For example, a person who owns one handgun must participate in a minimum of ten approved matches or shoots per year. The table below summaries the minimum participation requirements based on the number of handgun classes owned.
Number of handgun classes owned
Minimum number of participation events
Within the above requirements, handgun owners must ensure that the following requirements are met:
- six of these events must be matches
- six of these events must be as a competitor
- four events must be undertaken for each class of handguns owned (matches or shoots)
- participation must take place on no less than 10 separate days
In certain situations, you may apply for an exemption or modification to your participation requirements. You must apply for exemption or modification as soon as you become aware that you may not be able to meet the participation requirements for that year. Each application is assessed on its merits and you will be notified of the outcome.
For more information about participation requirements and other obligations consult the conditions for handgun target shooting and participation.
Ownership of general category handguns
If you hold a full general category handgun licence you cannot generally possess more than three handguns during the first six months of your full licence. During this period, new licence holders cannot possess more than:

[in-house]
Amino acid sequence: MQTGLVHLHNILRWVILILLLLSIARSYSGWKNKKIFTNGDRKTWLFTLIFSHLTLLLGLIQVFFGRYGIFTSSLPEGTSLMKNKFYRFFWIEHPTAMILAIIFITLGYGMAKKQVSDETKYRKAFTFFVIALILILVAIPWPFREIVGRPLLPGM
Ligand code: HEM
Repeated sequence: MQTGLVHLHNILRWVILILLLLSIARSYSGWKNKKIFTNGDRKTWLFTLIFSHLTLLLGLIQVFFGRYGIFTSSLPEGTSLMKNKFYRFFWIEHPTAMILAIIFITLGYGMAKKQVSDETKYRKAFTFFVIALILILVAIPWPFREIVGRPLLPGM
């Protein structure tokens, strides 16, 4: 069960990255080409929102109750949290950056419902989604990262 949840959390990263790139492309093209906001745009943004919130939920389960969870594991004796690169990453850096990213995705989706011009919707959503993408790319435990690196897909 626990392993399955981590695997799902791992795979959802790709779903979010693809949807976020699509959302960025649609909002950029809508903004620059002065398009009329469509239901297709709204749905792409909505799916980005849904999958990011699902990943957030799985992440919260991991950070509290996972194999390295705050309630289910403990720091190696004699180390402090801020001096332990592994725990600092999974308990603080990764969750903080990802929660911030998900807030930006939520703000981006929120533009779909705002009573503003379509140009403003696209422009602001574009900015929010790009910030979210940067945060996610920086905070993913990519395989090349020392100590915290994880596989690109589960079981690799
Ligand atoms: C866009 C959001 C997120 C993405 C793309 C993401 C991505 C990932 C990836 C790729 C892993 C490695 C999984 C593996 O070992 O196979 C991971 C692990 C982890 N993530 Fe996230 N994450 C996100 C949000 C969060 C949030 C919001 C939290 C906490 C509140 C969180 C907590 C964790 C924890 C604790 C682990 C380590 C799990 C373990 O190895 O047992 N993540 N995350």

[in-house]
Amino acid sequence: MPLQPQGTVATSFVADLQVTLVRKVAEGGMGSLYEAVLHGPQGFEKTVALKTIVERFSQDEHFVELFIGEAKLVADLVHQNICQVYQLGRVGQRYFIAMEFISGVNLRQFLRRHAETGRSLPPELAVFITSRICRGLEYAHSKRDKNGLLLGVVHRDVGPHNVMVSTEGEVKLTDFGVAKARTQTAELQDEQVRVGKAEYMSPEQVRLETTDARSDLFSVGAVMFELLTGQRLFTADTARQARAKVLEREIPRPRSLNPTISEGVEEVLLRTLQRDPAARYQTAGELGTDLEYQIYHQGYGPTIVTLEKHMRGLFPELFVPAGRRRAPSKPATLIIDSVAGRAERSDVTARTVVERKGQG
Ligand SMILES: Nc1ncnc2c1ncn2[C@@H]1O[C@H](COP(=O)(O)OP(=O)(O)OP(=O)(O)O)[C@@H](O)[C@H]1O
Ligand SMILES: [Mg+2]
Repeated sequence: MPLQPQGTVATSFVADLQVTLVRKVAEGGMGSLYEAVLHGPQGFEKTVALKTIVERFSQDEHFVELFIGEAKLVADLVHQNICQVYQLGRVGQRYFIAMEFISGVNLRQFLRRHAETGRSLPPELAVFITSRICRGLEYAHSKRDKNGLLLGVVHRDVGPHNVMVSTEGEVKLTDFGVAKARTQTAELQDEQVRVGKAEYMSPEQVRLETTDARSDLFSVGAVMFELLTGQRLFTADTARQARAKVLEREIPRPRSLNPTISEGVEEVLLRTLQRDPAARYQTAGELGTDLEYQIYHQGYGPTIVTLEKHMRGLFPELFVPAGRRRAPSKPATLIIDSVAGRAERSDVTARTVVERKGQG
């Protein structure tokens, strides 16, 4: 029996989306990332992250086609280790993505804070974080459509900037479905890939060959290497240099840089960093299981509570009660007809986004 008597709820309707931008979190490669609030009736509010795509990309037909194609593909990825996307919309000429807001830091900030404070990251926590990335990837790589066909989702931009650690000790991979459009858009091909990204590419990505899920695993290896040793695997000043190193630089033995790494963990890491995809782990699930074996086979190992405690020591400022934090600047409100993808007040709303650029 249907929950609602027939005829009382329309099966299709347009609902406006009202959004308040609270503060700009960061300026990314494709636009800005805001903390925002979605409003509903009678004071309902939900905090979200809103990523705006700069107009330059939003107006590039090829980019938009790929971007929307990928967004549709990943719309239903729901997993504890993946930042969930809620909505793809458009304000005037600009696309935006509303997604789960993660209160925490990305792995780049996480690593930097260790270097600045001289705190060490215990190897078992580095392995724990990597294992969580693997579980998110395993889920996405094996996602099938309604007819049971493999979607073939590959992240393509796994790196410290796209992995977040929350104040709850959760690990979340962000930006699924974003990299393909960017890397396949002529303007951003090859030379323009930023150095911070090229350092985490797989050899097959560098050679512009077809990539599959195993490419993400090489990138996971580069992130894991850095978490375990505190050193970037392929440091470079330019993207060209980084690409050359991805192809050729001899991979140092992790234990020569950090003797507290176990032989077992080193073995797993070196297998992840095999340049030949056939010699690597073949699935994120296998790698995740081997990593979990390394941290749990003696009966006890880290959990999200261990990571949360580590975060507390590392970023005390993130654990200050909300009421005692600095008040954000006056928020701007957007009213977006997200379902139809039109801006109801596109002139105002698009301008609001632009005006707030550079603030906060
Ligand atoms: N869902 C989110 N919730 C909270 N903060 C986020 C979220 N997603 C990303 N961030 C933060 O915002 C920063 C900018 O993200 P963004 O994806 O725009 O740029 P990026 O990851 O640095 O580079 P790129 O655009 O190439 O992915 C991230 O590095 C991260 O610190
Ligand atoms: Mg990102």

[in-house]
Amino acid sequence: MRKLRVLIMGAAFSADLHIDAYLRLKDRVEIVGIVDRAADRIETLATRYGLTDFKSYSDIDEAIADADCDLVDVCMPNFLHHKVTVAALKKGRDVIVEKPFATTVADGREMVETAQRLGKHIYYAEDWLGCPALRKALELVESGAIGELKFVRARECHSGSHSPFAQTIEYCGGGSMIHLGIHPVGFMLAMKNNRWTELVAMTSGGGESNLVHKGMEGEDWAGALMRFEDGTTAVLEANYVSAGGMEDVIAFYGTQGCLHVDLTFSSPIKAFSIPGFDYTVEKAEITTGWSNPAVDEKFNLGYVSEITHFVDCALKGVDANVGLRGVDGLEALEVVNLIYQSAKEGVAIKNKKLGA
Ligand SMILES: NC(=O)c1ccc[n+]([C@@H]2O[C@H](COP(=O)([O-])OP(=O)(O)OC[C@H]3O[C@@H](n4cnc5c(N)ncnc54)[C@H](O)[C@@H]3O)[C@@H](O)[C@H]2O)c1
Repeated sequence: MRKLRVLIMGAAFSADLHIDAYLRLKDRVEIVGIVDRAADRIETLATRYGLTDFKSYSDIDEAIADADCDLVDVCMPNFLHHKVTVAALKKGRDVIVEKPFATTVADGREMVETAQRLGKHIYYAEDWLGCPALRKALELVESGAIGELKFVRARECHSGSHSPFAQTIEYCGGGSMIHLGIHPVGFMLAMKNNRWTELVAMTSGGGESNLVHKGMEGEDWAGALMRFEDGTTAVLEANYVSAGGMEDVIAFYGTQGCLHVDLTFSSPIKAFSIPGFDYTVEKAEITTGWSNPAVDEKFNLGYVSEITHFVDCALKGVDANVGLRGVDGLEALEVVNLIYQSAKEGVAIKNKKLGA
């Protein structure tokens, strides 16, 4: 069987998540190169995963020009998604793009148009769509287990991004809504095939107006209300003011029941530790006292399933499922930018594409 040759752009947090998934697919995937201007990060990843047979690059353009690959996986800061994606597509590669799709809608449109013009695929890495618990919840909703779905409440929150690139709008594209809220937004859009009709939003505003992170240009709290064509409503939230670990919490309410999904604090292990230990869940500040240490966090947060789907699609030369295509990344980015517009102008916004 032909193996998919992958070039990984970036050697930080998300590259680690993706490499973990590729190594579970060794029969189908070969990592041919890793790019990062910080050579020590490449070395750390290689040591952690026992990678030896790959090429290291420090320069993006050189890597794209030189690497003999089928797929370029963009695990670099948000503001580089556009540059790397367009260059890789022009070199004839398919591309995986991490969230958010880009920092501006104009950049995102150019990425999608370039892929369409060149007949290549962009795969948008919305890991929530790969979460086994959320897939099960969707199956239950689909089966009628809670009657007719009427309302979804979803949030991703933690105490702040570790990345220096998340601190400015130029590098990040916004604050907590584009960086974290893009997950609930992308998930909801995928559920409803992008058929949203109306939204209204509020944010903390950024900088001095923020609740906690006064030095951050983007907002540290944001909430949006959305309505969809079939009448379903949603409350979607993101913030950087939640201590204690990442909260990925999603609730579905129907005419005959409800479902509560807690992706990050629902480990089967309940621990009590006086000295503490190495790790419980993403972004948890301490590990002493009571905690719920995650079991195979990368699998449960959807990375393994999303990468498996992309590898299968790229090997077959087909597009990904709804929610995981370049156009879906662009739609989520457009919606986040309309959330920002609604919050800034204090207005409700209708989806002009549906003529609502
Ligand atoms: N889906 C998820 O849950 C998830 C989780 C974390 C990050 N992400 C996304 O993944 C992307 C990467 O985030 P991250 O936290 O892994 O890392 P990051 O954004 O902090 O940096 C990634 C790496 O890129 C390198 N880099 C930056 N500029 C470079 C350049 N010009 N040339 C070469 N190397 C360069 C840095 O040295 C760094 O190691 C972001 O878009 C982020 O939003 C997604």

- one .177 inch calibre air handgun
- one .22 inch calibre handgun or centrefire handgun
- one black powder handgun that is muzzle loading
Like most collector items, firearms and ammunition are collected for historical, thematic, commemorative or investment reasons.
There are four types of firearm-related collector licences in Victoria:
- Antique Handgun Collectors Licence
- Category 1 Firearm Collectors Licence
- Category 2 Firearm Collectors Licence
- Ammunition Collector Licence
Existing licence holders
Collectors are no longer required to hold multiple collectors licences. This means that you can:
- hold antique handguns under your Category 1 Firearm Collector Licence
- hold firearms previously registered under an Antique Handgun/Category 1 Licence under your Category 2 Firearm Collector Licence
You can request Licensing and Regulation Division to merge your licences when your lower category of licence is due for renewal (eg. roll your Category 1 and Category 2 licences together when your Category 1 licence is up for renewal).
Holders of an Antique Handgun Collectors Licence can display their antique handguns without a display permit and collect them for investment purposes however they can only do these things if they keep their Antique Handgun Collectors Licence (ie. and do not merge that licence into a Category 1 or Category 2 Firearm Collectors Licence).
Category 1 and Category 2 collectors can display their firearms or ammunition under certain conditions provided they have a Display Permit. There are separate Display Permit applications for individual collectors and for those approved collector clubs acting on behalf of their members:
Collectors can also carry or use their firearms under certain conditions provided they have a Permit to carry or use collector firearms. Again, there are different permit forms for individual collectors and for those approved collector clubs acting on behalf of their members:
References and help
To help you determine which licence you need and whether you need to register your firearms, see: